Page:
Evelyn came to Colorado in 1955 to attend Colorado State College (now the University of Northern Colorado).  She received her teaching degree and taught 3rd grade for one year in Broomfield.  Then, she married Kate’s oldest son, Gene and had to help in the family business.  The newlyweds converted the farm into a flower shop and greenhouse, keeping the fruit / vegetable stand.  Building a family business took commitment and Evelyn was not able to visit her family in Hawaii for over 7 years.

The flower shop was built in the 1960’s.  Our dad, Gene built the greenhouses in the 1970’s.  He grew cut flower carnations and shipped them across the country through Denver Wholesale Florists (DWF).  Gene became a board member of DWF, was a Lafayette City Council member and Lions Club member.  Evelyn was working hard to build a business.  She took business law and financial classes in the evenings while raising her 3 children and building Lafayette Florist.

Evelyn was a true businesswoman.  She was smart, kind and was always teaching her craft of floristry.  She dressed impeccably and her financial mind helped build Lafayette Florist and give it a solid foundation for future growth.  Evelyn served on the board of directors for Boulder Community Hospital.

Evelyn’s legacy is teaching.  She taught her daughter Sandi how to be a world class designer and nurtured her daughter Lori to be a businessperson.  Her son Colin went on to be a successful mechanical engineer and is raising a family in Denver.  All three children graduated from Colorado State University.

Lori and Sandi, Kate’s granddaughters, Evelyn’ daughters:

 I am Lori, a 3rd generation family business owner, but I never wanted to be a florist.  My family worked too hard and I thought the scale was too small.  My mother didn’t want me to be a florist either.  She helped guide me through my college career, choosing what would best suit me.

After graduating with CSU with a BS in Textiles and Clothing, with a concentration in Fashion Merchandising, I took an internship at May D&F Department stores in downtown Denver.  I took a permanent job with May Company as a department manager of Better Sportswear at Southglenn Mall, then moved up to assistant buyer in Women’s sportswear.  I was promoted to Buyer for Better Dresses and Suits for the 13 stores in Colorado and traveled to New York City every 3 weeks.  It was an exciting job, good pay and benefits – the perfect job for a young person.  I worked for May Company for eight years.

Before I took the job at May Company, I married Brian Wheat.  He came into our family business in the 1980’s and moved his way up to Chief Executive Officer.  We have a son, Tanner (born in 1988)– our 4th generation.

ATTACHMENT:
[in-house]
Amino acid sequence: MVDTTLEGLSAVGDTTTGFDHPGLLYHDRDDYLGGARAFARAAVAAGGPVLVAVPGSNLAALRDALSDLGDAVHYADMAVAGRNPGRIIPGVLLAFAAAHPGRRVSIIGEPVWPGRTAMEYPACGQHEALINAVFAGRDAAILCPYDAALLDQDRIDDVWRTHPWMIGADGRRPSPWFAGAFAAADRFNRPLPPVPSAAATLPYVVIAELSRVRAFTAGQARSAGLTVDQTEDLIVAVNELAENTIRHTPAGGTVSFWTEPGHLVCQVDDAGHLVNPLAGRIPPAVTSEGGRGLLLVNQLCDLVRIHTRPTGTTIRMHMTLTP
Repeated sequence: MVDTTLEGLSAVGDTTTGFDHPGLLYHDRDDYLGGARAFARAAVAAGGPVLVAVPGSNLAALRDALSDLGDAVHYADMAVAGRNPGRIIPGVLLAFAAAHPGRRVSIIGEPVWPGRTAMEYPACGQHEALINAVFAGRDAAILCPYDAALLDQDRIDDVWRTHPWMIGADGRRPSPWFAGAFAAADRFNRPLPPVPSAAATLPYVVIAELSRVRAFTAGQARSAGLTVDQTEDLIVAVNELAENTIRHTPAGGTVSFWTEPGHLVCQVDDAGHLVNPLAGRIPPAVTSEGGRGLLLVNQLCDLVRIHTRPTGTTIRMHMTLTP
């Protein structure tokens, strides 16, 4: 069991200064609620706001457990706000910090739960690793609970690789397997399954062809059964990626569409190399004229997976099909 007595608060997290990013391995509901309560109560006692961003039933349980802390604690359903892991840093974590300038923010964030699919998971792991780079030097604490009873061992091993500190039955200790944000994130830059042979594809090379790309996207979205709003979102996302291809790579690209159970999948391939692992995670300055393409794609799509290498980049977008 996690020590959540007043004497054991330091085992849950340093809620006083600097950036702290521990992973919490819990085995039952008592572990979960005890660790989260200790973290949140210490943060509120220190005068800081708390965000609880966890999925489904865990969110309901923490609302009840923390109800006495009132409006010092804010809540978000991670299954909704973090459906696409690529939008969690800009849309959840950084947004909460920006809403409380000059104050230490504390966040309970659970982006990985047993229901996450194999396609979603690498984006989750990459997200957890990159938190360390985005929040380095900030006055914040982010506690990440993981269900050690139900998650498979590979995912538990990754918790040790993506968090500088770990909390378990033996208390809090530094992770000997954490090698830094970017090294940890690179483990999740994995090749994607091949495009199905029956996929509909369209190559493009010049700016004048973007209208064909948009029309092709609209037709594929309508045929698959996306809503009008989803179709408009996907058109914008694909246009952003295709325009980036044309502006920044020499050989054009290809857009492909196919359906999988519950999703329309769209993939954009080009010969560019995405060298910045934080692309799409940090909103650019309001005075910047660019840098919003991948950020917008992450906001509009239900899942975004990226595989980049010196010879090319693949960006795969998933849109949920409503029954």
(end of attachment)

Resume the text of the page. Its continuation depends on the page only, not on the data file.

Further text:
I came back to Lafayette Florist when our son was 3.  It was difficult traveling while leaving a toddler to Dad and grandparents, so it was time to make a change.  It was the perfect timing as computers were becoming very mainstream and we needed to convert first generation computers to newer technology.

My sister Sandi is a real talent.  Mom taught her how to do floral design and Sandi has an eye for it.  With a degree in Interior Design, her color and balance sense it superior.  She also has good common sense and is a friend to many.  A perfect balance to successfully run a florist and work with people.   She has my mother’s Hawaiian welcoming spirit.

Sandi in certified by the  American Institute of Floral Designers (AIFD).  This highly coveted designation has a rigorous application process along with annual renewals.  Few florists in the world have an AIFD designer on-staff.  Along with this accreditation, Sandi is involved with educating other designers, including our own staff at Lafayette Florist.  Sandi was part of a team of designers selected to work on President George W. Bush’s inauguration.

Sandi’s son Jackson is part of our 4th generation Lafayette Florist team.


Yoshihara Family of Lafayette Florist
Colin Yoshihara (son) with 2 nd generation owners Evelyn and Gene Yoshihara
Yoshihara Grandparents Lafayette Florist
First generation owners, Kate and Yasutaro Yoshihara in front of the new florist building. Circa 1960’s
Sandi Yoshihara-Sniff AIFD, AAF
Sandi Yoshihara-Sniff, AIFD, AAF General Manager – Florist, 3 rd generation
Evelyn Women of Lafayette Florist
Evelyn Kodama Yoshihara, born and raised in Hawaii
Brian, Lori, and Tanner What of Lafayette Florist
Lori, Brian and Tanner Wheat, 3 rd and 4 th generation
Yoshihara Family of Lafayette Florist
Sandi and Lori with parents Evelyn and Gene Yoshihara
Bermont House
Kate and Yasutaro Yoshihara at their home in Lafayette, CO


Carnation House
Kumiko “Kate” in the Carnation Greenhouses
Sandi and Lori-Women of Lafayette Florist
Sisters Lori and Sandi, 1990’s




These are the women of Lafayette Florist.